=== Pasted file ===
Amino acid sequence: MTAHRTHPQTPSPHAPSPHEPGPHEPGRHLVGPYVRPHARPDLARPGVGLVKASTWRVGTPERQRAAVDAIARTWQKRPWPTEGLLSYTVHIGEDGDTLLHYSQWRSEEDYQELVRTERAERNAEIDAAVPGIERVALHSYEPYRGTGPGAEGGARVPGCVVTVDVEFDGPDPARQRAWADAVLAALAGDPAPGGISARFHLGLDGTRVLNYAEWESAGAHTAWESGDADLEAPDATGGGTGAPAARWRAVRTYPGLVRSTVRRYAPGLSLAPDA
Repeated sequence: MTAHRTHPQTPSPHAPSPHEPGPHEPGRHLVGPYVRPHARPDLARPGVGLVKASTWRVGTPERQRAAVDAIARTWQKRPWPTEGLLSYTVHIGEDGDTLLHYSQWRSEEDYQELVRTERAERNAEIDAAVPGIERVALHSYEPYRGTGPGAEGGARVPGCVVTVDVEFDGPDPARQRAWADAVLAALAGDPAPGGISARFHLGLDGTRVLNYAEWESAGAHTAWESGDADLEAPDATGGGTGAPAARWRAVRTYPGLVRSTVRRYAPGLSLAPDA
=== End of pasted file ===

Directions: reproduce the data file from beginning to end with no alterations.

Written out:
Amino acid sequence: MTAHRTHPQTPSPHAPSPHEPGPHEPGRHLVGPYVRPHARPDLARPGVGLVKASTWRVGTPERQRAAVDAIARTWQKRPWPTEGLLSYTVHIGEDGDTLLHYSQWRSEEDYQELVRTERAERNAEIDAAVPGIERVALHSYEPYRGTGPGAEGGARVPGCVVTVDVEFDGPDPARQRAWADAVLAALAGDPAPGGISARFHLGLDGTRVLNYAEWESAGAHTAWESGDADLEAPDATGGGTGAPAARWRAVRTYPGLVRSTVRRYAPGLSLAPDA
Repeated sequence: MTAHRTHPQTPSPHAPSPHEPGPHEPGRHLVGPYVRPHARPDLARPGVGLVKASTWRVGTPERQRAAVDAIARTWQKRPWPTEGLLSYTVHIGEDGDTLLHYSQWRSEEDYQELVRTERAERNAEIDAAVPGIERVALHSYEPYRGTGPGAEGGARVPGCVVTVDVEFDGPDPARQRAWADAVLAALAGDPAPGGISARFHLGLDGTRVLNYAEWESAGAHTAWESGDADLEAPDATGGGTGAPAARWRAVRTYPGLVRSTVRRYAPGLSLAPDA